Money is just a means to an end, a tool that we use to fund some life’s needs, wants, and experiences. That’s why it’s very important to identify what we are really trying to accomplish so that we’ll know how much we are targeting, and what we can do to ensure we meet those goals.

In identifying financial goals, it’s best to classify their term – either short term, medium term, or long term, and find balance in all of it. You may use the following as a guide:

  • if the goal is targeted in 5 years or below, classify them as short term
  • if the goal is targeted in 6 to 10 years, classify them as medium term.
  • for goals that are targeted in more than 10 years, classify them as long term.

In this goal setting process, always allot something for your retirement, and if you have children, an education fund for them.

Identify how much life insurance coverage you need

It’s very important to identify how much coverage you need to ensure that you won’t be purchasing more than what you need.

For a basic computation, you may get your annual expenses and multiply that by 10. What comes up is your ideal life insurance coverage which you should be trying to meet.

If you currently have debts, add that, and subtract any existing life insurance coverage you may have.

Allot a specific budget for each goal that you have

Prepare an initial budget on how much you’ll be allotting for a specific goal to ensure that you have something set aside for each of the financial goals you want to achieve.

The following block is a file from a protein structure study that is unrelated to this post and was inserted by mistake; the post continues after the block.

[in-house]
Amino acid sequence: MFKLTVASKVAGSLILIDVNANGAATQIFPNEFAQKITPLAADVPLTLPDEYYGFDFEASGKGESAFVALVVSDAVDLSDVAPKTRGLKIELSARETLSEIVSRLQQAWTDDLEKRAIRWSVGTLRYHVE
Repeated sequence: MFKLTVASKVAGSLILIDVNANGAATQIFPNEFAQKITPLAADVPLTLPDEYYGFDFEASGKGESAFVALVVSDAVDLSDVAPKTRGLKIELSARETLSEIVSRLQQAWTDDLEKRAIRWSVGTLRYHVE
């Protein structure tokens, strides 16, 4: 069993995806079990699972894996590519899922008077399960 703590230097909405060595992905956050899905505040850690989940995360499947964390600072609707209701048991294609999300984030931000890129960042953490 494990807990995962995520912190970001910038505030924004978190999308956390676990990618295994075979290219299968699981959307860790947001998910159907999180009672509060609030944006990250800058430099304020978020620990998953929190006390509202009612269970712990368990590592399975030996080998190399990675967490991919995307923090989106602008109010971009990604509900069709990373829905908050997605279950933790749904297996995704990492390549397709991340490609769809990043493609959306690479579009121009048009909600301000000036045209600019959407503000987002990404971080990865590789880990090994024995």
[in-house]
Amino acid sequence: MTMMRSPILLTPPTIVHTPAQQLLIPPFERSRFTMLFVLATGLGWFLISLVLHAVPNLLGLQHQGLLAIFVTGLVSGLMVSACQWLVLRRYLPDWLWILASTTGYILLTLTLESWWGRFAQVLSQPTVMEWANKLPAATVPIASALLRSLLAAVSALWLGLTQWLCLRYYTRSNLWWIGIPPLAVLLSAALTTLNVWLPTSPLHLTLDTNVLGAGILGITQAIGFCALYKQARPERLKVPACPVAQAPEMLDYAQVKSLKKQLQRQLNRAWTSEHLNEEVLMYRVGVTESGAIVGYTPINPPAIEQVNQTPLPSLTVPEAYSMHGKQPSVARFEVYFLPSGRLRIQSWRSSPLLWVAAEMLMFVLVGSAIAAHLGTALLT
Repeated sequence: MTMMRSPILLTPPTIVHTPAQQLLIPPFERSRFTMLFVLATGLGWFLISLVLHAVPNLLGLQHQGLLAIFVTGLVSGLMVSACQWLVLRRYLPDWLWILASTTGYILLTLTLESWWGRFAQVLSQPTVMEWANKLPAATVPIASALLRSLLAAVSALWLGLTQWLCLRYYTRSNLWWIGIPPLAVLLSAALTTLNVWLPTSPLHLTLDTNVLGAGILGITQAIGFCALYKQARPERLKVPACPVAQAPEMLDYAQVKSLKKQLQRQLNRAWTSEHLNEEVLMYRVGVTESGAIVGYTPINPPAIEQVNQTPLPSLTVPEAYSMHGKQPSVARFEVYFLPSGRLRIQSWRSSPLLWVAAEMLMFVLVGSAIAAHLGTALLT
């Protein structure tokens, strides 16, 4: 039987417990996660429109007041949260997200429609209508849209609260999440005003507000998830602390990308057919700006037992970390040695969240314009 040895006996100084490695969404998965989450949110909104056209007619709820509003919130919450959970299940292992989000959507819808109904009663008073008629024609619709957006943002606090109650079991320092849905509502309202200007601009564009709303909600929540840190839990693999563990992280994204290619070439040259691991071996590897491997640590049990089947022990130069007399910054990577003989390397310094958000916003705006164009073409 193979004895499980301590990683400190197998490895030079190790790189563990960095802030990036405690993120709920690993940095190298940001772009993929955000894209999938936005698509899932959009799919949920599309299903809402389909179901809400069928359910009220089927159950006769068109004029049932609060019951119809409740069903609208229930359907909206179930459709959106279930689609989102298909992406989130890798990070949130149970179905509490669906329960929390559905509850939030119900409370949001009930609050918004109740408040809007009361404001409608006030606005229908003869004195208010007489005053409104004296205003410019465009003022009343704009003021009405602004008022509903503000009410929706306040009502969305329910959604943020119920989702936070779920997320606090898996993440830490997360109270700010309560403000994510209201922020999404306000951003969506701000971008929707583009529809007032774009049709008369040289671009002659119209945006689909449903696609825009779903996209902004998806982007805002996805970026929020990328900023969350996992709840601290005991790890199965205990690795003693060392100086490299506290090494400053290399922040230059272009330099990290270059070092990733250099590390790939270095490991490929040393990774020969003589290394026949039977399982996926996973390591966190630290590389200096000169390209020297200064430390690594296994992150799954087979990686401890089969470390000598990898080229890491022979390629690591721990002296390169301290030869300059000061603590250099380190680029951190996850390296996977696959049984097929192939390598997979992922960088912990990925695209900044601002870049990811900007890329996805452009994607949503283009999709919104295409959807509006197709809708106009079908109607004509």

select life insurance company

Now that you are done identifying where you are financially and the resources that you have to plan for the future, it’s time to check out the life insurance company/s that you may want to transact with.

One way to do it is to visit the website of the Insurance Commission and get a list of legitimate Life Insurance Companies here in the Philippines.

For easier and more reliable reference, just select from the top companies.

  • Sun Life Financial
  • Manulife
  • Insular Life
  • Pru Life UK
  • Philam Life
  • Axa Life

You can never go wrong with either of these companies.

Look for a Financial Advisor

To be able to transact with the Life Insurance Company that you have chosen, you need to find an Insurance Advisor/Financial Advisor/Insurance Agent.

You may know a friend, a relative, or a family member who is an advisor. If not, you may send us a Request for a Life Insurance Quote and we’ll send a Financial Advisor within your area.